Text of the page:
In this Season of Lent, as we come closer and closer to the cross, we get a better and better sense of its meaning.  Because in terms of the world, Jesus, Jesus’ Life, even the Cross is utter foolishness.  The world says “mind your own business”; Jesus says “there is no such thing as your own business”.  The world says “buy low, sell high”; Jesus says “give it all away”.  The world says “take care of your health”; Jesus says “surrender your life to me”.  The world says “Drive carefully—the life you save may be your own”; Jesus says “whoever would save his life will lose it, and whoever loses his life for my sake will find it.”  The world says “get what you are due”; Jesus says, “love your neighbor as yourself”.
For God’s foolishness is wiser than human wisdom, and God’s weakness is stronger than human strength.


So, we try our best to make the story presentable to the world. We polish the gleaming cross at the front of the sanctuary. We make the pews comfortable with back support. We spend hours making the bulletin user-friendly so it will all make sense. Maybe once in a while, it would do us good to embrace the sheer foolishness of it all instead of trying to make it presentable to the world. After all, this promise of Life did not come to us unscathed. God’s promise is life born of death. It does not just appear in the midst of a beautiful array of carefully-placed lilies on Easter morning. God took something so horrific, so dirty, so unacceptable and recreated it into Hope Everlasting. But in terms of what we know, what we expect, even what we deserve, it is an act of utter foolishness. Perhaps wisdom, though, is not about worshipping a gleaming, pristine cross but rather looking at an instrument of death and seeing the life it holds. Because, you see, if it all made sense, we wouldn’t need it at all.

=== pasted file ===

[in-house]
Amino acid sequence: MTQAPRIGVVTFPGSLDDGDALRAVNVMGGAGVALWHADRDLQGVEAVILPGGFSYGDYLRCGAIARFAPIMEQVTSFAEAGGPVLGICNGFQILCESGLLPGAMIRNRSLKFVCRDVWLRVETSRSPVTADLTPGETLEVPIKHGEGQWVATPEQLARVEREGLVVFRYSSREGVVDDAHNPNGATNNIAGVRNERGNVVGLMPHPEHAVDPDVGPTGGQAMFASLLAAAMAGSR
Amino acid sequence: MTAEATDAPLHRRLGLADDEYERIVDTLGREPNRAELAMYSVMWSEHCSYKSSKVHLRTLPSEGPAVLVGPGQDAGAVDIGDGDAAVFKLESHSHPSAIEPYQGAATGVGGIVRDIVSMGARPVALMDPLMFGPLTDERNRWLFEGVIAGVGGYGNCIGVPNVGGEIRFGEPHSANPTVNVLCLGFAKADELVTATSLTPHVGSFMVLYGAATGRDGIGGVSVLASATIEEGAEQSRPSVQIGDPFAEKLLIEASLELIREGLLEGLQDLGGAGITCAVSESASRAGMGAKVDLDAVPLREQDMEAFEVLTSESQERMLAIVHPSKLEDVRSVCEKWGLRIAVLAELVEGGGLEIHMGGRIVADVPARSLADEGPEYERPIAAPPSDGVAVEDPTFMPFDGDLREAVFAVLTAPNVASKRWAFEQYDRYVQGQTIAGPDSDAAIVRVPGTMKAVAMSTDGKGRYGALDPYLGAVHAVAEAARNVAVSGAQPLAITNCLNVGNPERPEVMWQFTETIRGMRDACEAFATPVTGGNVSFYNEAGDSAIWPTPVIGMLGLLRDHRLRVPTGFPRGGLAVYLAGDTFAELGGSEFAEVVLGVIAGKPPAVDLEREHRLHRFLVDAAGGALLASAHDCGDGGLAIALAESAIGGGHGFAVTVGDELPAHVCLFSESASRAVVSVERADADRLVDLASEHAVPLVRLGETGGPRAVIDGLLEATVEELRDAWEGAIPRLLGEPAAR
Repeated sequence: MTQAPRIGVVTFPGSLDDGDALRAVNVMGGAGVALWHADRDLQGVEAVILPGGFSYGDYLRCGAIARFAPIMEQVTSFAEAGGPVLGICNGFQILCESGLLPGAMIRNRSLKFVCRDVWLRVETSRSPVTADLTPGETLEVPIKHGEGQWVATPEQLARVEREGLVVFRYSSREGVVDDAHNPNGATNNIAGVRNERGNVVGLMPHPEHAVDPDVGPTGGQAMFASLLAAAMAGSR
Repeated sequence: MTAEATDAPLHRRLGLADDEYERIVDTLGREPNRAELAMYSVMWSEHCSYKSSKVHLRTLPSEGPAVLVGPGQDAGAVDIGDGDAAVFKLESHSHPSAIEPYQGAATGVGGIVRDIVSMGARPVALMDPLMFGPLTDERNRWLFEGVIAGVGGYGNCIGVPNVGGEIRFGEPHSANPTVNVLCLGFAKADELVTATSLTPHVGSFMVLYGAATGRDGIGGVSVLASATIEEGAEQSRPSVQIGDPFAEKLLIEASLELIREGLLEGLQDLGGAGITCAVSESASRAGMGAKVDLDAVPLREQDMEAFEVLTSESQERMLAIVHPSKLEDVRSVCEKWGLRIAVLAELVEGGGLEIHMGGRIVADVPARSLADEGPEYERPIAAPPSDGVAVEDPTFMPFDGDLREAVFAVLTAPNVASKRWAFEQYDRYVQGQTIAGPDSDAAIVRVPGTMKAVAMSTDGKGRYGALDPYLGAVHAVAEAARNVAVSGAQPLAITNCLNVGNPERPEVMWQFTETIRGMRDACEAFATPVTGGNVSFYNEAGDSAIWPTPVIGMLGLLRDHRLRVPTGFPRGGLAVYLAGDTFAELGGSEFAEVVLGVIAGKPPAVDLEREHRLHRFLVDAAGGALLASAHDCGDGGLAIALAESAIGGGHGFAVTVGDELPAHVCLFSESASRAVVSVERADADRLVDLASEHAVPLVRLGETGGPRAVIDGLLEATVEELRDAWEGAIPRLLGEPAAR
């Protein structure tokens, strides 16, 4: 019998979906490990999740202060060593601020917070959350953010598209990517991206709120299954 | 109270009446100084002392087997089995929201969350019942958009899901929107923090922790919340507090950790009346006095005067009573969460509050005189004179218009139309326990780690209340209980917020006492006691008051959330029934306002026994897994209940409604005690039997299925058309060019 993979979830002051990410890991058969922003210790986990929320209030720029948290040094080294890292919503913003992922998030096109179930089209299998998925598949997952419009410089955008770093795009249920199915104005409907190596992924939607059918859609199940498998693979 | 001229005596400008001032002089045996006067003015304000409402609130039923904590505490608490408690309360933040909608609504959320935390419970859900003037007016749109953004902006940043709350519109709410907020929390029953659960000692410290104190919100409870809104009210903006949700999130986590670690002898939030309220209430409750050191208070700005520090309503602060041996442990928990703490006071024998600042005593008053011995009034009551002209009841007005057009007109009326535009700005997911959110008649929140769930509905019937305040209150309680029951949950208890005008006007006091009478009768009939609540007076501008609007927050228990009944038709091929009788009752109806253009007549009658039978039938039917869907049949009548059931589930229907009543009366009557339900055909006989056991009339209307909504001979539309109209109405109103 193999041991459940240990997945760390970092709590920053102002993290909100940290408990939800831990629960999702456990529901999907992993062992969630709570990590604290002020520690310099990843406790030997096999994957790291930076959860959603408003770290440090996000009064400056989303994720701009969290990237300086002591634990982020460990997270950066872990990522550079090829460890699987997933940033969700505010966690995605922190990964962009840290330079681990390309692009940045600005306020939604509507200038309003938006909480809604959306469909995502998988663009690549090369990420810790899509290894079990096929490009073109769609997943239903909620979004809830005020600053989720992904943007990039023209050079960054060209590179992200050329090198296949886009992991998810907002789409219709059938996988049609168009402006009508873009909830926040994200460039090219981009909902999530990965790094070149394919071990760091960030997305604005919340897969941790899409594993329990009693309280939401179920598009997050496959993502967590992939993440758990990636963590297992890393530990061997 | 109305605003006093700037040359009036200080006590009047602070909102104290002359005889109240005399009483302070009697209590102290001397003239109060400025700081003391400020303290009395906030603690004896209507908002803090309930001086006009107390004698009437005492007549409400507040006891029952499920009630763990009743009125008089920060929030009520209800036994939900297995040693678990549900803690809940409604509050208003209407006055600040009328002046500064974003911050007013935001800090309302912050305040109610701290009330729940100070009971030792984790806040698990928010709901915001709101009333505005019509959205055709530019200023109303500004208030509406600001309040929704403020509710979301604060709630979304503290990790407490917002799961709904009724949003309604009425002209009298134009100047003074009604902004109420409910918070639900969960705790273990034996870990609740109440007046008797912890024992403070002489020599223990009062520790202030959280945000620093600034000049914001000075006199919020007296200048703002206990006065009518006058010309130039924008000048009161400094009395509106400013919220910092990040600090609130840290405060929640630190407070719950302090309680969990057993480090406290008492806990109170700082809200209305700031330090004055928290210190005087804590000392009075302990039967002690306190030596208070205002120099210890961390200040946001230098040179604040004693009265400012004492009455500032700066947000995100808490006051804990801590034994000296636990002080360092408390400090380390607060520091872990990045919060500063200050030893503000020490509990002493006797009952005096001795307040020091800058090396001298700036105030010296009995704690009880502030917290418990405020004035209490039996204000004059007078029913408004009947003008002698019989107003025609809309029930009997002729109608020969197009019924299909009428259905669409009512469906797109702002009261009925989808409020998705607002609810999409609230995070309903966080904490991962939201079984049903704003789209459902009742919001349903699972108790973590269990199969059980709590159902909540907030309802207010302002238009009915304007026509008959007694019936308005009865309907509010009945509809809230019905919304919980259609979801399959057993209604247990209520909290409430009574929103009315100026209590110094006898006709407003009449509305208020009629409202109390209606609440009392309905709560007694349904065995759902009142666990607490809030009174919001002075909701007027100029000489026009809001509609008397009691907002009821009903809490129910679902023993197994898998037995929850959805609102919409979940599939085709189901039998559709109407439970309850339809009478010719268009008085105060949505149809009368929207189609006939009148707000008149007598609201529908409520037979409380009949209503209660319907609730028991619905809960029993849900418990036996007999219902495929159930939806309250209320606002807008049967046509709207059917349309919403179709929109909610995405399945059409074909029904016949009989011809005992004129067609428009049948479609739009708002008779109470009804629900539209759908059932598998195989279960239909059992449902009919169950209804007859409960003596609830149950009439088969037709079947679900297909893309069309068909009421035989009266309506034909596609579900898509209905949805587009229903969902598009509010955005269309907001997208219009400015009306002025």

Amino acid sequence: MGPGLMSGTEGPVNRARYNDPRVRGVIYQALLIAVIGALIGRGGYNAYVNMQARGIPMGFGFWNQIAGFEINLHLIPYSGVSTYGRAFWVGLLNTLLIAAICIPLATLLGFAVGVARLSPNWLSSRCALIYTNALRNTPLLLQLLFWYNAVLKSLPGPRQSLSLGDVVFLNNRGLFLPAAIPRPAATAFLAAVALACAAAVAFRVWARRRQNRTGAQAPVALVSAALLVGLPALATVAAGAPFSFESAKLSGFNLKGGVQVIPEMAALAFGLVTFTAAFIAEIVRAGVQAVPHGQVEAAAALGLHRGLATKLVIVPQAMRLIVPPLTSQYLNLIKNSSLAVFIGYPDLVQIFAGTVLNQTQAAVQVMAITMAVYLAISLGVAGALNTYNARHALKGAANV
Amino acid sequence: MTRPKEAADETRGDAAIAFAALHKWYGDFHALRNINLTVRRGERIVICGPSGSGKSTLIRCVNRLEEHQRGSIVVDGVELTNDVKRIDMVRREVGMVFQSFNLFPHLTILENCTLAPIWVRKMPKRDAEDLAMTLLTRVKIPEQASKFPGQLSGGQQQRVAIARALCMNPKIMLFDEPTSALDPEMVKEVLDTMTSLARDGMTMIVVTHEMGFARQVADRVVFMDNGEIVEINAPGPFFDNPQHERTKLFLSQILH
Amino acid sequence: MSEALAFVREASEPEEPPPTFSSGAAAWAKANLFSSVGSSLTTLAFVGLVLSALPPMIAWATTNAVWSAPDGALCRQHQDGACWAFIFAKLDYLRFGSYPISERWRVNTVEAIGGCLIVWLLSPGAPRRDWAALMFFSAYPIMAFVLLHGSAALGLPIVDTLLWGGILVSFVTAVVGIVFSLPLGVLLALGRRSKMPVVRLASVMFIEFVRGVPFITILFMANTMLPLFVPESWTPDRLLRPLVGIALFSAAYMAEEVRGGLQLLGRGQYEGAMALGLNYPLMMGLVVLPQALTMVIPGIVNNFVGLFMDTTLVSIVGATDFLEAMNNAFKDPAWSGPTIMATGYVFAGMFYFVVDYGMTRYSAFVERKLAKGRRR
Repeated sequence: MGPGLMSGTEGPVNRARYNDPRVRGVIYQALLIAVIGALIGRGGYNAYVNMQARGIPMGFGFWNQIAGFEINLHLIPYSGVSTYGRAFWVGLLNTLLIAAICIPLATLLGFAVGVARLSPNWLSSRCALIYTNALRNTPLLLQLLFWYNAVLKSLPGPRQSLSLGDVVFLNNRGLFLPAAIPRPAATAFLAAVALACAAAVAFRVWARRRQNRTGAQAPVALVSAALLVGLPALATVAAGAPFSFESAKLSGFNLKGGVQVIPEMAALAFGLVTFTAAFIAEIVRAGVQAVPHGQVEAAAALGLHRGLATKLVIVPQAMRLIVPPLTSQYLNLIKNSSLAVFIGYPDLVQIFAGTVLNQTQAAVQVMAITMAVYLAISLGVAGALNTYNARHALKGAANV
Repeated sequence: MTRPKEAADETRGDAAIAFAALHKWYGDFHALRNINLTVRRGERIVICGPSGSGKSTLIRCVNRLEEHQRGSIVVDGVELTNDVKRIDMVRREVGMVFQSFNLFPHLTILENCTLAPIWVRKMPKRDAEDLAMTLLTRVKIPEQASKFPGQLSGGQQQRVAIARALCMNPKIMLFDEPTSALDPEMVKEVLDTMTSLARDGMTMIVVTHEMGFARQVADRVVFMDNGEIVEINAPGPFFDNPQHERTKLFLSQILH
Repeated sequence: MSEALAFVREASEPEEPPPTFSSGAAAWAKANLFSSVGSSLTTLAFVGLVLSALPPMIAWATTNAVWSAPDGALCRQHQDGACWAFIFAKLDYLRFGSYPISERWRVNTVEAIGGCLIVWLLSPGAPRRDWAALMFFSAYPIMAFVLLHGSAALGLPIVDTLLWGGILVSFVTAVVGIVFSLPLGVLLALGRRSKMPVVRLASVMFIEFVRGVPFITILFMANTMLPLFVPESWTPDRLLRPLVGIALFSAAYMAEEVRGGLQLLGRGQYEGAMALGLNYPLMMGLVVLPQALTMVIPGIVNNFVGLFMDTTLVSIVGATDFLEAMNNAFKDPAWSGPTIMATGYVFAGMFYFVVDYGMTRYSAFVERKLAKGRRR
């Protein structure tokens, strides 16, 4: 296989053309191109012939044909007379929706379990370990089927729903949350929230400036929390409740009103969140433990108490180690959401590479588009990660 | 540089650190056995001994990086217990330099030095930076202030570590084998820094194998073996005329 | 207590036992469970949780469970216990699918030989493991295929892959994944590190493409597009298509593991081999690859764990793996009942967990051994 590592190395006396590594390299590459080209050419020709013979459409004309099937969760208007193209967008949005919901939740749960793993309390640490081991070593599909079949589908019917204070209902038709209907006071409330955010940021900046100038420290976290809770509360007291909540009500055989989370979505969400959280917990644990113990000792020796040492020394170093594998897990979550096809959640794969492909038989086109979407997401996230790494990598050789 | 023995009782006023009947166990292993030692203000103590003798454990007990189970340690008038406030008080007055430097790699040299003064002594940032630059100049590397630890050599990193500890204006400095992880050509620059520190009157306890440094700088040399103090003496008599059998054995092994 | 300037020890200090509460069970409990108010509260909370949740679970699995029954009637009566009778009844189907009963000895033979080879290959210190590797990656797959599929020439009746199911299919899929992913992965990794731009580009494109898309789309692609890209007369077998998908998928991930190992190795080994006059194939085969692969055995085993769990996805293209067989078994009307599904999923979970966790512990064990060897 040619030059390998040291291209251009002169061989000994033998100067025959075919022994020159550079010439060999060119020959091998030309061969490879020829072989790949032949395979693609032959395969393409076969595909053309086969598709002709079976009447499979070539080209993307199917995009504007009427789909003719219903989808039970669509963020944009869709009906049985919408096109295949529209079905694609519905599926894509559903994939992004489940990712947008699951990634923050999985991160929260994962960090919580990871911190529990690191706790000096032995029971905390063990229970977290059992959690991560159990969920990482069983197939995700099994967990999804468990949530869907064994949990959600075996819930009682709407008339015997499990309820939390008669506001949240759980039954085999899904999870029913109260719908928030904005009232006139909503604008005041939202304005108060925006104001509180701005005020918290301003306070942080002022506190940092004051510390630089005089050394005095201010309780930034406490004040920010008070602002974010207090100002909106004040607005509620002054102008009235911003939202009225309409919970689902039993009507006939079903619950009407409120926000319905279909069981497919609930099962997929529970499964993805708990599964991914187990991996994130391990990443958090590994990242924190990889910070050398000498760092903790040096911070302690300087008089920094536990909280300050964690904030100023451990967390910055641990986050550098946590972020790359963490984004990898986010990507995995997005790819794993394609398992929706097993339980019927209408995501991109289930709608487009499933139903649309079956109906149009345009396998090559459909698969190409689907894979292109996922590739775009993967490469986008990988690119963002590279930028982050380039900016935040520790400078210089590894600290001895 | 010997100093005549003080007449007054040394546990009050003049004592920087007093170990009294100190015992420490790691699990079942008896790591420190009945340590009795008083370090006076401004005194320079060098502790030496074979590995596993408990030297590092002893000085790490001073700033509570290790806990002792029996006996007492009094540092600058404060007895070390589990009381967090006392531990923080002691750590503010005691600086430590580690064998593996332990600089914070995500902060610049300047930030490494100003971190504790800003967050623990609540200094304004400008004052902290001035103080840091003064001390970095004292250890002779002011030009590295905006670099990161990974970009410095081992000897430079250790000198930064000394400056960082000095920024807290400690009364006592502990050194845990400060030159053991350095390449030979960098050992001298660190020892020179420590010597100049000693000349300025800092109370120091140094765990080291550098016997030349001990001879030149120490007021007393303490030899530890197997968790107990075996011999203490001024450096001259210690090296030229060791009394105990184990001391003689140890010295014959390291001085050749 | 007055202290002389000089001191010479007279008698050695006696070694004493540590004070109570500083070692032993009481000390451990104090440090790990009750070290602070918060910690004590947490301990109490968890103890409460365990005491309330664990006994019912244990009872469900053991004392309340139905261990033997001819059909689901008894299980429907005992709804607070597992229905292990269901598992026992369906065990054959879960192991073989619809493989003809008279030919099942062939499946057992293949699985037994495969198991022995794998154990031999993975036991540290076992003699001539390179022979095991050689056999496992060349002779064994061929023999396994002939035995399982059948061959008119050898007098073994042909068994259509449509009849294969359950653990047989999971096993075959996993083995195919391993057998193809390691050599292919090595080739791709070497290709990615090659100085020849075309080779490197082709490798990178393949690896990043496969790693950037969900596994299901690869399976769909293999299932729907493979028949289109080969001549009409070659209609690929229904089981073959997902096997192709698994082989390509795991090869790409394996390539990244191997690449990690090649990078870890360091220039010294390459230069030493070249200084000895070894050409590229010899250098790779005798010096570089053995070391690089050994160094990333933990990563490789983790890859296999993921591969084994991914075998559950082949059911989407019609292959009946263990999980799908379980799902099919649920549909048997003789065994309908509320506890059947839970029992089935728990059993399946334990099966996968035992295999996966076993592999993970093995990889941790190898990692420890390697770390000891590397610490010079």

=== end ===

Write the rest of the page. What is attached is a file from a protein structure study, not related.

For God’s foolishness is wiser than human wisdom, and God’s weakness is stronger than human strength.


The truth is, the ones that got it were not the powerful or the rich or the ones in charge. The ones who got it were the ones whose lives the world assumes makes no sense—the poor, the blind, the prisoners, the weak, the meek, the givers, the peacemakers, the ones who think the world should change. The ones that don’t fit into what the world expects, those that the world thinks are less than others or are being foolish themselves, those are the ones that get the Cross, those are the ones that can make sense of the foolishness of God. And the rest of us? Maybe we need to start playing the fool.


For God’s foolishness is wiser than human wisdom, and God’s weakness is stronger than human strength.


“If the world is sane, then Jesus is mad as a hatter and the Last Supper is the Mad Tea Party…In terms of the world’s sanity, Jesus is crazy as a coot, and anybody who thinks he can follow him without being a little crazy too is laboring less under a cross than under delusion.” (Frederick Buechner, “The Faces of Jesus”)